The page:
“How fitting that my last visit to a VA facility is here in Phoenix,” Deputy Secretary Sloan Gibson said to employees during a town hall on Friday, Jan. 13 at the Phoenix VA Health Care System (PVAHCS). “And I can’t imagine a better place to wind this up but here.”
This visit marked Gibson’s fifth visit to Phoenix in five months as he made good on a promise to make PVAHCS the enterprise priority that it needed to be.
“People asked me – are you sure you want to go to Phoenix?” said Daniel Garcia, a clinical application supervisor in informatics who moved from the Albuquerque VA two years ago. “But I have seen nothing but innovation and progress since I have been here. We have leadership, service chiefs, and staff that know what needs to get done. We still have challenges, but I come to work accepting that challenge everyday.”
New leadership has brought exciting change at Phoenix and that was one of Gibson’s main priorities for PVAHCS – strong, solid and permanent leadership. And he got that with Director RimaAnn Nelson and Chief of Staff Dr. Maureen McCarthy who have been there now going on 10 weeks.
“Remember I can’t fix what I don’t know and we will have open door policies,” said Nelson addressing a question from an employee. “In fact, Dr. McCarthy started this week with open door time for employees from 7-7:45 a.m. everyday. I hope to set an open door time for myself very soon as well.”
Gibson also had the opportunity to meet with a room full of Veteran and congressional stakeholders as well as community partners. Veteran advocate John Mendibles of the American Legion stood up and addressed Gibson directly.
“Throughout the last two years we have seen so much good,” he said. “I say to you chief, thank you, and I give you my blessings as I stand next to you.”
Reggie Yates, of Unified American Veterans, mirrored Mendible’s comment saying, “we appreciate the work you have done to make MyVA, one VA a priority. It made sense to do that and I know you and Secretary McDonald want to do what makes sense.”
Questions were asked about the future of the Choice Program and the issue of consults that was brought up recently in some negative news coverage about PVAHCS.
Gibson said the new chair of the House Veterans Affairs Committee, Rep. Phil Roe, has signed off on extending Choice past the Aug. 7 cut off date, at least until the money runs out.
And regarding recent negative media attention regarding consults, Nelson and McCarthy addressed the fact head on.
“With a current average of 45,000 consults a month, we look at our consults, volume and scheduling every single morning,” said Nelson. “We have to keep demand in balance with capacity. We are excited to open two new clinics this year which will help with capacity.”
McCarthy said PVAHCS had 1 million visits last year, and “our priority is our level 1 or urgent care consults. Our goal is to address those immediately. The Office of the Medical Inspector recently reviewed our consults and stated 94 percent of our average 45,000 consults a month are addressed in seven days, our urgent consults are addressed same day.”
Unfortunately, that was not articulated in media coverage this past week about Phoenix consults.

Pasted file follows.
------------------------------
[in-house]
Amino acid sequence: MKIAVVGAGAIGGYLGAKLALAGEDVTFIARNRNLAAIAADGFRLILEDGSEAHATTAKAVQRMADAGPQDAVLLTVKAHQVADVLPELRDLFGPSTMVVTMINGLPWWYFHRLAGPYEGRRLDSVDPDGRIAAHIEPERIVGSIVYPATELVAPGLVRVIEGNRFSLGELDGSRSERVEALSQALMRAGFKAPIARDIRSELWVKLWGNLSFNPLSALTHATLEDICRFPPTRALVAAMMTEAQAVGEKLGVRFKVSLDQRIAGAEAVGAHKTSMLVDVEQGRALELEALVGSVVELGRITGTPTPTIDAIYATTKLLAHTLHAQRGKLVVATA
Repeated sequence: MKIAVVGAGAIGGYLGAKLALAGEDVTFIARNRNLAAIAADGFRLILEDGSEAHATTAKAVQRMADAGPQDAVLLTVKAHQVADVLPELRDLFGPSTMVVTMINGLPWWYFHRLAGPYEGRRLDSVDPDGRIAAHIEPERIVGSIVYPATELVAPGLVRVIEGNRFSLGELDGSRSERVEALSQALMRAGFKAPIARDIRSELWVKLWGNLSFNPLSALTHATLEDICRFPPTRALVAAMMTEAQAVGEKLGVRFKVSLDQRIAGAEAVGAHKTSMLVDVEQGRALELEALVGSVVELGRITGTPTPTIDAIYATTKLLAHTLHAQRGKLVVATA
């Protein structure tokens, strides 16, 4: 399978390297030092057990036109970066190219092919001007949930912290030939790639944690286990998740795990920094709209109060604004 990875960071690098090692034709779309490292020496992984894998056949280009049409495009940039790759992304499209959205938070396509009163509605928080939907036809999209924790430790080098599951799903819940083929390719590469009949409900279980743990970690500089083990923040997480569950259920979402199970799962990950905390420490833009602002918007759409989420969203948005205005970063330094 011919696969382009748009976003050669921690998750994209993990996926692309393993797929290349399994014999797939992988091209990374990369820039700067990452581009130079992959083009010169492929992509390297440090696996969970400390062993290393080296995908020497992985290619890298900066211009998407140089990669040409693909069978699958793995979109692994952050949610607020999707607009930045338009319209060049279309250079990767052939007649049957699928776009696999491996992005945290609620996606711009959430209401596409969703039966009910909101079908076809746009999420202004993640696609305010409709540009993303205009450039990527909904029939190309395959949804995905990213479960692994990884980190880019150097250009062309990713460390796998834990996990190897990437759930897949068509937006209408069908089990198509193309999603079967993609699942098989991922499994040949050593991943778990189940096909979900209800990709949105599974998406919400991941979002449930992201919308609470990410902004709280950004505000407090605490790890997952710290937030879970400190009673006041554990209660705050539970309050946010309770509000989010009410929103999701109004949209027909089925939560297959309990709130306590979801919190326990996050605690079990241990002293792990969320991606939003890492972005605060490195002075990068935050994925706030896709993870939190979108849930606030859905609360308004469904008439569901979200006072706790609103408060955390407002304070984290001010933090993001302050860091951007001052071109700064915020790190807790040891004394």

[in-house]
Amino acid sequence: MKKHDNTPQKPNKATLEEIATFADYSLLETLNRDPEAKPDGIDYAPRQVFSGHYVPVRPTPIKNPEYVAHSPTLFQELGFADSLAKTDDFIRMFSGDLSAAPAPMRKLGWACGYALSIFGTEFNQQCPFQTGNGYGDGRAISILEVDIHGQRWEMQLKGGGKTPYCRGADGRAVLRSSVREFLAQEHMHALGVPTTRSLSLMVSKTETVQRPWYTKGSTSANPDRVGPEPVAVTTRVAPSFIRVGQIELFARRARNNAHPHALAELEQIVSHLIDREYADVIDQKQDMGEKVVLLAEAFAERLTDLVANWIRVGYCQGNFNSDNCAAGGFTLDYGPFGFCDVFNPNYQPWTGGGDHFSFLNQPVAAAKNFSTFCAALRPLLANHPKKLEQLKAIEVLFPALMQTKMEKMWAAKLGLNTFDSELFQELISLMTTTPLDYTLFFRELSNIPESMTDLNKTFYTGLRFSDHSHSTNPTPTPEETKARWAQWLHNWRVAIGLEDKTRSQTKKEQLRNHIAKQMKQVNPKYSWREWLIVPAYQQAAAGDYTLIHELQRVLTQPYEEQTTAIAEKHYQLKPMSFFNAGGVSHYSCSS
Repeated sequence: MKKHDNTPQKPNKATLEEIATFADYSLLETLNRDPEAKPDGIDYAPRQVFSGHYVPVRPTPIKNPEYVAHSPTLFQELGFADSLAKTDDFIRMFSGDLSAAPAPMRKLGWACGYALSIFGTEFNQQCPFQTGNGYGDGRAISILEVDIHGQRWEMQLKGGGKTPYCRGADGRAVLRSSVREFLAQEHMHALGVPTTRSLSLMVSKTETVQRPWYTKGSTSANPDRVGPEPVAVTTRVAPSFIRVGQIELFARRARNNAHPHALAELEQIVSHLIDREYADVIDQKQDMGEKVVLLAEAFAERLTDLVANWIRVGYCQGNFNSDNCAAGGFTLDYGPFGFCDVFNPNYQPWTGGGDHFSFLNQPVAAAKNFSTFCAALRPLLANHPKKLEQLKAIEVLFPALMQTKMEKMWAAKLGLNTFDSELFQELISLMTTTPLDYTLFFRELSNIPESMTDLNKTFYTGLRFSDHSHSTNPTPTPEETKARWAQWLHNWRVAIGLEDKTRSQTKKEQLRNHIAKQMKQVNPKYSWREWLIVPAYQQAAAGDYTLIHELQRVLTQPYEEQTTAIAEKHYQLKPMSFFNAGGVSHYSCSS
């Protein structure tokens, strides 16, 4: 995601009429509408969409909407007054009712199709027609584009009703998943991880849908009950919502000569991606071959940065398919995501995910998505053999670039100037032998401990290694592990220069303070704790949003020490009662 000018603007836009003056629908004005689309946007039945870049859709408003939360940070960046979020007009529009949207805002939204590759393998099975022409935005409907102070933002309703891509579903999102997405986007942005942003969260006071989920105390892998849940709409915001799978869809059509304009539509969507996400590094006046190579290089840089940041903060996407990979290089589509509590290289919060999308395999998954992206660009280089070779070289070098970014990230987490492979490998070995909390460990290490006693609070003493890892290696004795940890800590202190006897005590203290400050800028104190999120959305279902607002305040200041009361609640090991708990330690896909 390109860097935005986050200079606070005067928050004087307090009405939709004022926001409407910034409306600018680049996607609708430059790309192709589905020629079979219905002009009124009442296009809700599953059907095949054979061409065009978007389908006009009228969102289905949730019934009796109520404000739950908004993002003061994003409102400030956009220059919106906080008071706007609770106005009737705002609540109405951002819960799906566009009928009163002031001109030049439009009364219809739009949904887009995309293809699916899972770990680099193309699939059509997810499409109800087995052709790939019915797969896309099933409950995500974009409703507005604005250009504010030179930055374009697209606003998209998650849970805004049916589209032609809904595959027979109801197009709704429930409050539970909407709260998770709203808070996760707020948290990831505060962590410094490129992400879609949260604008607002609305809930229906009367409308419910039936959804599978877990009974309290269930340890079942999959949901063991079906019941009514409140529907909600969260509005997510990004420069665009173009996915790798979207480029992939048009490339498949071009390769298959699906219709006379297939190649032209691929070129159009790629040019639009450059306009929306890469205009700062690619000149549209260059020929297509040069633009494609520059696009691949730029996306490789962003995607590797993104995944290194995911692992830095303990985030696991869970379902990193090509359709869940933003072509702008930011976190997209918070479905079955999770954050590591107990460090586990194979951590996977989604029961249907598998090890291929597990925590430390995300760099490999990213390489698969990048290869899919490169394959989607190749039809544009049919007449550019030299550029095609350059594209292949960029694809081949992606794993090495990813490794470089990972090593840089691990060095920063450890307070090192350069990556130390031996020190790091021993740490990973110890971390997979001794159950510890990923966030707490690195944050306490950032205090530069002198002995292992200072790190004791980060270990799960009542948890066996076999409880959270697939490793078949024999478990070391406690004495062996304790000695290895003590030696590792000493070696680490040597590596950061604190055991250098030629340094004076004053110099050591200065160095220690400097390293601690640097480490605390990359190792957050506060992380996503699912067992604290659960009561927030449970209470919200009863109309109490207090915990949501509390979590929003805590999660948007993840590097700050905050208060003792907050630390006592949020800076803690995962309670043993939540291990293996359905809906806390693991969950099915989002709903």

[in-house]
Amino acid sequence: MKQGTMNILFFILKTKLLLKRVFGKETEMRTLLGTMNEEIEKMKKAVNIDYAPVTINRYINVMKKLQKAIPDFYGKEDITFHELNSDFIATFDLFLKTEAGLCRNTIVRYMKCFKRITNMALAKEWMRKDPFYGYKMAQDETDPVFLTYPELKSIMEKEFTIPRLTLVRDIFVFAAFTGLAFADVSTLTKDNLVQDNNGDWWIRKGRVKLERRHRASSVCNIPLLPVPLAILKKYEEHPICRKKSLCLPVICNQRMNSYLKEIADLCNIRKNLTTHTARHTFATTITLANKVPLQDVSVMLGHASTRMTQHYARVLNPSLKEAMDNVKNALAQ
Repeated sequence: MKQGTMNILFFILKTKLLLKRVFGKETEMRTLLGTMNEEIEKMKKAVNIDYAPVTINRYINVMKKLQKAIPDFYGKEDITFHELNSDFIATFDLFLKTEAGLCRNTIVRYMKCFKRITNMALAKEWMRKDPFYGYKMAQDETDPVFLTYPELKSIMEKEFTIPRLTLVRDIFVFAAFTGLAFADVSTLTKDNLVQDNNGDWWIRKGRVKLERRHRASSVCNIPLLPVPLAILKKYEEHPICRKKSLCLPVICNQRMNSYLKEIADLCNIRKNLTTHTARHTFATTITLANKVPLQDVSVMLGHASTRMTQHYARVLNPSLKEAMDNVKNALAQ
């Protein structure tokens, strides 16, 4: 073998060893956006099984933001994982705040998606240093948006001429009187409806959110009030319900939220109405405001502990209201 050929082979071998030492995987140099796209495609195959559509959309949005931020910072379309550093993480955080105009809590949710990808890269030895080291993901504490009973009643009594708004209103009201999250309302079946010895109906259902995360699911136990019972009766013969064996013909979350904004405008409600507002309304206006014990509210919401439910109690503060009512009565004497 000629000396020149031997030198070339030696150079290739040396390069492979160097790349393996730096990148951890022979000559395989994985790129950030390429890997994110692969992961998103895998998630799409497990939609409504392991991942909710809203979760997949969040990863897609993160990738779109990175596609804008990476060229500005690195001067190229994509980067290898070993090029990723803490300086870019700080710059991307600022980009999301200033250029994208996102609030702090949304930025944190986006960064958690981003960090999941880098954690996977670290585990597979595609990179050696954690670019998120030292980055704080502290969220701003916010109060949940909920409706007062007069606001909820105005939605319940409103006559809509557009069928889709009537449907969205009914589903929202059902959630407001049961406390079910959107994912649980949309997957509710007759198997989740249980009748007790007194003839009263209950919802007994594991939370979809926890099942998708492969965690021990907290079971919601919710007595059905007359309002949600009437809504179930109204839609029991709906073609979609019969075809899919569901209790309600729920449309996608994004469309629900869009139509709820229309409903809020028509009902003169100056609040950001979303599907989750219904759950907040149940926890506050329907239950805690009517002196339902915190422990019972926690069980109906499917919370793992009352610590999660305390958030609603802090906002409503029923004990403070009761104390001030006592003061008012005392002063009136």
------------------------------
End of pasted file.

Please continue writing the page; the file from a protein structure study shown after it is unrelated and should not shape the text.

Terry Araman, director of the Madison Street Veterans Association, mentioned that it continues to be “frustrating to hear the negative stories such as the one this week on consults, when we hear and know the good work you are doing here in Phoenix.”
He encouraged Phoenix leadership to share the good news stories to media outlets which Nelson stated she would continue to do and make a priority. A first objective is to arrange an editorial board with the Arizona Republic. “We want to keep the line of communication open with our local media. That is vital.”
“We have made great strides in access here in Phoenix,” said Gibson. “But our wait list will not go away. As we improve access, as we improve the Veteran experience, more Veterans will come to us. But our challenge is ensuring those that need it right away, get it.”
Since Gibson first came to Phoenix in 2014 during the wake of the access crisis, PVAHCS has improved access to care by focusing on increasing staff, space, productivity and use of care in the community.
A few highlights:
- Increased staff by 826 fulltime positions since 2014. Twenty-three of those are primary care physicians and 48 nurses.
- Last year, they completed 130,621 more outpatient visits than they did two years prior and saw 5,707 more unique veterans than they did in 2014.
- Since April 2014, opened two new outpatient clinics in Gilbert and Scottsdale, with two more set to open this January.
- Sharing space with Banner Health to provide additional operating room space and capacity.
- Opened the Homeless Community Referral and Resource Center, 5,000 square foot facility providing services for homeless veterans.
- Renovated and expanded the main Emergency Room adding additional 9,300 square feet and increasing from 18 beds to 40 beds
- Since 2014, an increase of 3,295 tele-health encounters as a way to improve access
- Opened a new 425 space parking garage
- Construction of a new, expanded dental clinic expected completion April 2017
- New 20,000 square-feet Outpatient Behavioral Health building under construction with expected completion May 2018
Gibson made his first visit to PVAHCS on June 5, 2014 as acting VA secretary. He left the facility that day knowing work needed to be done, employee morale drastically needed improvement. And he made his last VA official visit in Phoenix on Jan. 13, 2017 ending with these words to current leadership “stay the course and please continue to keep me updated on your successes.”
Jessica B. Jacobsen is the deputy director at the Dallas Regional Office of Public Affairs where she provides support and counsel to VA facility directors and public affairs officers within a seven-state southwestern region.